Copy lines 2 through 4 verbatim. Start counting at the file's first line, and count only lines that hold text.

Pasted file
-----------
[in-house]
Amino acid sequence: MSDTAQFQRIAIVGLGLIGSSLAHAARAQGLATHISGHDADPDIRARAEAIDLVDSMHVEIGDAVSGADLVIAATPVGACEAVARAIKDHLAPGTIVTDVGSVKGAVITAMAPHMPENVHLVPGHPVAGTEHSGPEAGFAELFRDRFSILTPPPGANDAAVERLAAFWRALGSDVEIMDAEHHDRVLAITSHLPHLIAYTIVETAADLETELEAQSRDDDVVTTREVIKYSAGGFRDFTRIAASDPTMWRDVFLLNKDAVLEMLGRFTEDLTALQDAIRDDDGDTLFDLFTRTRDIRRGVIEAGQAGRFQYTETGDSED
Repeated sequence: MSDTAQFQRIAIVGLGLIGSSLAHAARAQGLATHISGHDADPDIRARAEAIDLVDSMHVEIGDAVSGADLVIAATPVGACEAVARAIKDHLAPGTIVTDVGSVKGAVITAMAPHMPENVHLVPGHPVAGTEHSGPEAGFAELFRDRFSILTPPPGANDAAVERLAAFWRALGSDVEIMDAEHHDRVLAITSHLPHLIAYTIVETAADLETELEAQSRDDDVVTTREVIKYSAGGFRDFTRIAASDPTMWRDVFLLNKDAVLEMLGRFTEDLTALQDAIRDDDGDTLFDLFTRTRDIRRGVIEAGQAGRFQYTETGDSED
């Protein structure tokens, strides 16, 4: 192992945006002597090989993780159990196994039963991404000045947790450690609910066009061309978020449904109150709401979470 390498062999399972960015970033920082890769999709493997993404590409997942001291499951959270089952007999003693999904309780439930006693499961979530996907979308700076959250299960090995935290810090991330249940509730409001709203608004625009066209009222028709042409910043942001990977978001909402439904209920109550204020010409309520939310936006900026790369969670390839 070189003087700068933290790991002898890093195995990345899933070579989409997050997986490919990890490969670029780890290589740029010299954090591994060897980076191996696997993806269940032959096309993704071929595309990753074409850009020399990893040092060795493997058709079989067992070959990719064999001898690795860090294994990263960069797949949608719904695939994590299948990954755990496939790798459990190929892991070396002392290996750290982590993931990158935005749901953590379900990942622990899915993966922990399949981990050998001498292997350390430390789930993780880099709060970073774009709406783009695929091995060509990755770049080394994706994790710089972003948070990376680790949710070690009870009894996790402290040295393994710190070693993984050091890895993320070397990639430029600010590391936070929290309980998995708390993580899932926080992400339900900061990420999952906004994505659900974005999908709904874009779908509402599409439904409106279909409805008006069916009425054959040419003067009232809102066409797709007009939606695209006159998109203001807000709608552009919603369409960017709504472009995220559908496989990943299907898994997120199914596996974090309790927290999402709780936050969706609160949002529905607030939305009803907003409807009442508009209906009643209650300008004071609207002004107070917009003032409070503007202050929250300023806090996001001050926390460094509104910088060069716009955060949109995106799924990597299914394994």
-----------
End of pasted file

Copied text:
Amino acid sequence: MSDTAQFQRIAIVGLGLIGSSLAHAARAQGLATHISGHDADPDIRARAEAIDLVDSMHVEIGDAVSGADLVIAATPVGACEAVARAIKDHLAPGTIVTDVGSVKGAVITAMAPHMPENVHLVPGHPVAGTEHSGPEAGFAELFRDRFSILTPPPGANDAAVERLAAFWRALGSDVEIMDAEHHDRVLAITSHLPHLIAYTIVETAADLETELEAQSRDDDVVTTREVIKYSAGGFRDFTRIAASDPTMWRDVFLLNKDAVLEMLGRFTEDLTALQDAIRDDDGDTLFDLFTRTRDIRRGVIEAGQAGRFQYTETGDSED
Repeated sequence: MSDTAQFQRIAIVGLGLIGSSLAHAARAQGLATHISGHDADPDIRARAEAIDLVDSMHVEIGDAVSGADLVIAATPVGACEAVARAIKDHLAPGTIVTDVGSVKGAVITAMAPHMPENVHLVPGHPVAGTEHSGPEAGFAELFRDRFSILTPPPGANDAAVERLAAFWRALGSDVEIMDAEHHDRVLAITSHLPHLIAYTIVETAADLETELEAQSRDDDVVTTREVIKYSAGGFRDFTRIAASDPTMWRDVFLLNKDAVLEMLGRFTEDLTALQDAIRDDDGDTLFDLFTRTRDIRRGVIEAGQAGRFQYTETGDSED
């Protein structure tokens, strides 16, 4: 192992945006002597090989993780159990196994039963991404000045947790450690609910066009061309978020449904109150709401979470 390498062999399972960015970033920082890769999709493997993404590409997942001291499951959270089952007999003693999904309780439930006693499961979530996907979308700076959250299960090995935290810090991330249940509730409001709203608004625009066209009222028709042409910043942001990977978001909402439904209920109550204020010409309520939310936006900026790369969670390839 070189003087700068933290790991002898890093195995990345899933070579989409997050997986490919990890490969670029780890290589740029010299954090591994060897980076191996696997993806269940032959096309993704071929595309990753074409850009020399990893040092060795493997058709079989067992070959990719064999001898690795860090294994990263960069797949949608719904695939994590299948990954755990496939790798459990190929892991070396002392290996750290982590993931990158935005749901953590379900990942622990899915993966922990399949981990050998001498292997350390430390789930993780880099709060970073774009709406783009695929091995060509990755770049080394994706994790710089972003948070990376680790949710070690009870009894996790402290040295393994710190070693993984050091890895993320070397990639430029600010590391936070929290309980998995708390993580899932926080992400339900900061990420999952906004994505659900974005999908709904874009779908509402599409439904409106279909409805008006069916009425054959040419003067009232809102066409797709007009939606695209006159998109203001807000709608552009919603369409960017709504472009995220559908496989990943299907898994997120199914596996974090309790927290999402709780936050969706609160949002529905607030939305009803907003409807009442508009209906009643209650300008004071609207002004107070917009003032409070503007202050929250300023806090996001001050926390460094509104910088060069716009955060949109995106799924990597299914394994």